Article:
If you played another instrument and then started playing bass are you still approaching music from the view of your first instrument or are you at the point that you feel like you have that bass players view point?
I’m hoping that as there was a significant number of years between my guitar playing and picking up a bass I am thinking like a bass player
Thanks Mac, I have days where I feel like I am but for the most part I feel like I’m playing along with the song as opposed to listening for that lock step with the drum. I practice with a drum machine and feel comfortable but the minute there is a guitar I’m find myself just playing along with the guitar.
Dang, busted… ok, ok, I’ll admit it… I’m a melody player at heart.
Oh I still struggle with the locking in thing and recently I’ve really been trying very hard to do just that.
I’m hoping that I’ll get one of those “eureka “ moments whilst I’m practicing one day
hahaha…sorry to dime you out
Yes. I still think in terms of keyboards when it comes to scales, etc.
That said, i was all about basslines back then too
I came to bass first through guitar music - punk and metal.
I heard melodies and guitars and wanted to hear them on my instrument.
The first thing I bought after my first electric bass was a distortion pedal.
The first bass player I got way into was Jaco Pastorius… he played fast and he played melodies.
In the bands I was in, I doubled the guitar riffs.
I don’t remember ever learning a bass line as a groove or digging into the bass-groove players. I had ears for the melody.
I became someone who played the bass really well, without knowing what a bass player’s job was. I shredded noodle-y bass lines and improvised bass lines over chord changes to cover tunes instead of learning the record version.
It was a time of glorious freedom, and painful ignorance (in retrospect): I was always composing and making music in original projects (good!) but I was always treating my role in other projects and bands as though I was the composer/creator (very bad).
I didn’t start thinking like a bass player until I started playing and learning like a bass player. Meaning - digging into bass lines and bass players that played simple, played repetitive, played deep grooves, played in styles and genres that I didn’t listen to or see live… got into the deep history and lore of the bass.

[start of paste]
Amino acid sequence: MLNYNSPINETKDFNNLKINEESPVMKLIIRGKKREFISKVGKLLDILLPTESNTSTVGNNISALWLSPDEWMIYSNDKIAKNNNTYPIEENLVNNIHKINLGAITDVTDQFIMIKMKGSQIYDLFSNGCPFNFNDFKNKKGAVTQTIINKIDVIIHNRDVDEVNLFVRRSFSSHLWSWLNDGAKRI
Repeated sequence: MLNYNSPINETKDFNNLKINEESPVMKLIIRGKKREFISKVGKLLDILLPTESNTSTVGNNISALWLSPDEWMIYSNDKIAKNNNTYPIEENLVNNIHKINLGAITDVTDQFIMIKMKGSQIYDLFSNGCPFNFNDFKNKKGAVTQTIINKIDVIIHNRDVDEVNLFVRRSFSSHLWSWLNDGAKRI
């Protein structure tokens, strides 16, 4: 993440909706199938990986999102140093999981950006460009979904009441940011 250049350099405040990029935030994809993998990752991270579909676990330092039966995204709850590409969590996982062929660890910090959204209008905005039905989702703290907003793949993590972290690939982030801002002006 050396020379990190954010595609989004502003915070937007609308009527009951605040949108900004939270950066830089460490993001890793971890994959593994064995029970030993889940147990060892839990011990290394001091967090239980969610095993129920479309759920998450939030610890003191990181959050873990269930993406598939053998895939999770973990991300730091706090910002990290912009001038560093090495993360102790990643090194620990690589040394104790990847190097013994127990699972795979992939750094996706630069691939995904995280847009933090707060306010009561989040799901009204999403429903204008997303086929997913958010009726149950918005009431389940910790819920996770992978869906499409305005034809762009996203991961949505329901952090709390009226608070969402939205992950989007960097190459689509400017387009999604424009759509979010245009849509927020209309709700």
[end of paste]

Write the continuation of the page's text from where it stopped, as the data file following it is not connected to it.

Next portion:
The catalyst for all of that was other musicians and people. The people who didn’t let me slide by with lots of notes and noodle-parts. People who called me out in a session and asked for something more simple, who suggested listening, who constantly came at me to simplify and solidify my parts.
Thinking Like A Bass Player is still hard for me! I’m always working on it.
I think I can switch now from a guitarist or a bassist point of view. it took me some times (years) and the B2B course hase been decisive for that.
(I’m not saying I’m good at any of those points of view )
I really struggle with even the simplest of reggae tunes because the bass seems so detached from the guitar line
I’m hearing you @Tokyo_Rat.
Timing in general is something I really have to practice and more so if I’m trying an unfamiliar song.
I’m not too sure it matters. I mean I don’t think Entwistle and Chris Squire did, and that worked out OK.
I use to play percussion in a drumline so when I came to B2B all the rhythm work and timing was absolute cake. My brain melted on the diatonic scales and nashville numbers even tho now I know them. In a drumline the bass drum players strike the drum in a similar motion as slap bass so it was not hard to adjust that. I wish I learned marimba and the scale work might of come easier.
I came to bass from violin so found guitar and chord terminology a bit bewildering at first. Plus tuning your ear into a bassline on a track when you’re used to playing melodies takes a bit of practice.
Saying that I’m lovin bass and find myself drawn to interesting basslines (e.g. Cream, Steely Dan)… playing them well is a different matter though
I used to play drums and saxophone before I picked up the bass, and it certainly influences the way I approach the bass. I find myself wanting to incorporate small rhythmic embellishments when constructing bass lines and also write rather “melodic” bass lines… both of these could be deemed “unnecessary” or “extravagant” if one purely subscribes to the notion that the bass should support the music. I think I want it to be more than “just” that… and so, perhaps, I am not (yet) thinking like a bass player!?!
You’re thinking like a lead bass player. Nothing wrong with that!
This seems to be my problem when listening to songs to pick out the bass parts. I could swear I’m hearing them play more notes than I think they actually are. Or maybe they are. I honestly can’t tell.
Depending a bit on what type of music you are listening to, I would say chances are they are playing more notes than you think - it is all those ghost notes! I find them often enormously helpful to keep a groove steady, but, so far, I also find them still very hard to master from a technical point of view!
I just ran in to this the other day. It seems to happen when the bass is playing a similar pattern as the rhythm guitar strumming over it; as the guitarist adds some syncopated strumming in it can sound like the bass is playing extra notes.
In fact a cover my friend and I are working on now has this happening at the moment. Here’s the bass in the mix:
The isolated bass is actually simple; syncopated, but simple:
I hear what sounds like two extra bass notes in the mix.
Also, man these strings are bright. The chorus isn’t helping there, nor is the amp sim, but still.
Don’t get me started on ghost notes. It seems to be my eternal struggle!